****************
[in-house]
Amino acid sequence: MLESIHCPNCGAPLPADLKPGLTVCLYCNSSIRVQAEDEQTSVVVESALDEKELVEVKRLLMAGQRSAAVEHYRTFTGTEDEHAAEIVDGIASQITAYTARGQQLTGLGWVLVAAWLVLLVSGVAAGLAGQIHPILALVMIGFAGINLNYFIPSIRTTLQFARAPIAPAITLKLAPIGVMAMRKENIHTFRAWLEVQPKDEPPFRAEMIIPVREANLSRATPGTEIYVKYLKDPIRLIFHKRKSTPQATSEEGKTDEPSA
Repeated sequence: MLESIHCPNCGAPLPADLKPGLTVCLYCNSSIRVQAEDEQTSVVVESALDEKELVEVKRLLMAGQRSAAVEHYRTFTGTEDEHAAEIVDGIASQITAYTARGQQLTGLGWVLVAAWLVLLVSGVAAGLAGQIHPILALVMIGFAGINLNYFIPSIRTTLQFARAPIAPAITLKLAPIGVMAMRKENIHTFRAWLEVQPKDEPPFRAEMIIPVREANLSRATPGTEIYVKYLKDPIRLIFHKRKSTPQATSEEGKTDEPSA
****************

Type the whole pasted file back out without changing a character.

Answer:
[in-house]
Amino acid sequence: MLESIHCPNCGAPLPADLKPGLTVCLYCNSSIRVQAEDEQTSVVVESALDEKELVEVKRLLMAGQRSAAVEHYRTFTGTEDEHAAEIVDGIASQITAYTARGQQLTGLGWVLVAAWLVLLVSGVAAGLAGQIHPILALVMIGFAGINLNYFIPSIRTTLQFARAPIAPAITLKLAPIGVMAMRKENIHTFRAWLEVQPKDEPPFRAEMIIPVREANLSRATPGTEIYVKYLKDPIRLIFHKRKSTPQATSEEGKTDEPSA
Repeated sequence: MLESIHCPNCGAPLPADLKPGLTVCLYCNSSIRVQAEDEQTSVVVESALDEKELVEVKRLLMAGQRSAAVEHYRTFTGTEDEHAAEIVDGIASQITAYTARGQQLTGLGWVLVAAWLVLLVSGVAAGLAGQIHPILALVMIGFAGINLNYFIPSIRTTLQFARAPIAPAITLKLAPIGVMAMRKENIHTFRAWLEVQPKDEPPFRAEMIIPVREANLSRATPGTEIYVKYLKDPIRLIFHKRKSTPQATSEEGKTDEPSA